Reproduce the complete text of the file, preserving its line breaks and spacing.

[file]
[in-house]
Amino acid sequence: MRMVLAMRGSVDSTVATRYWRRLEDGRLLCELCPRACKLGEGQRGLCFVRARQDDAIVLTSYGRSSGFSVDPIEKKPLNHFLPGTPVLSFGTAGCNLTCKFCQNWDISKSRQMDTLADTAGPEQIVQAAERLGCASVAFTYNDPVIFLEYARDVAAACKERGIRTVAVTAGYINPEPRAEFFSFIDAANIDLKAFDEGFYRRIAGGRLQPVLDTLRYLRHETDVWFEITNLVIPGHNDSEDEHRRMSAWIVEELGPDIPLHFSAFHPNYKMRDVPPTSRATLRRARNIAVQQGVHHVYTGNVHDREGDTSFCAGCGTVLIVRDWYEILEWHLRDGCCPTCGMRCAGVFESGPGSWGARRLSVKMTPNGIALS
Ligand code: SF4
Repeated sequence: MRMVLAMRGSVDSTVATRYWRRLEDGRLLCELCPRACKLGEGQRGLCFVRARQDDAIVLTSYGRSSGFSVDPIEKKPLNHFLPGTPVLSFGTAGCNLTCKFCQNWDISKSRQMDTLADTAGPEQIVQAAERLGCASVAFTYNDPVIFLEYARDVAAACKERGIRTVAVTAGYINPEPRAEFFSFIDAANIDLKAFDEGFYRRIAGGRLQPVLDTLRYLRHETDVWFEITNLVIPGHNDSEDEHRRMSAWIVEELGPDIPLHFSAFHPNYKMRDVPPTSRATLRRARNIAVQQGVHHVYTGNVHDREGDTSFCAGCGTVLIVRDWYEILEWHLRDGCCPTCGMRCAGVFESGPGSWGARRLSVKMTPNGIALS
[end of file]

[in-house]
Amino acid sequence: MRMVLAMRGSVDSTVATRYWRRLEDGRLLCELCPRACKLGEGQRGLCFVRARQDDAIVLTSYGRSSGFSVDPIEKKPLNHFLPGTPVLSFGTAGCNLTCKFCQNWDISKSRQMDTLADTAGPEQIVQAAERLGCASVAFTYNDPVIFLEYARDVAAACKERGIRTVAVTAGYINPEPRAEFFSFIDAANIDLKAFDEGFYRRIAGGRLQPVLDTLRYLRHETDVWFEITNLVIPGHNDSEDEHRRMSAWIVEELGPDIPLHFSAFHPNYKMRDVPPTSRATLRRARNIAVQQGVHHVYTGNVHDREGDTSFCAGCGTVLIVRDWYEILEWHLRDGCCPTCGMRCAGVFESGPGSWGARRLSVKMTPNGIALS
Ligand code: SF4
Repeated sequence: MRMVLAMRGSVDSTVATRYWRRLEDGRLLCELCPRACKLGEGQRGLCFVRARQDDAIVLTSYGRSSGFSVDPIEKKPLNHFLPGTPVLSFGTAGCNLTCKFCQNWDISKSRQMDTLADTAGPEQIVQAAERLGCASVAFTYNDPVIFLEYARDVAAACKERGIRTVAVTAGYINPEPRAEFFSFIDAANIDLKAFDEGFYRRIAGGRLQPVLDTLRYLRHETDVWFEITNLVIPGHNDSEDEHRRMSAWIVEELGPDIPLHFSAFHPNYKMRDVPPTSRATLRRARNIAVQQGVHHVYTGNVHDREGDTSFCAGCGTVLIVRDWYEILEWHLRDGCCPTCGMRCAGVFESGPGSWGARRLSVKMTPNGIALS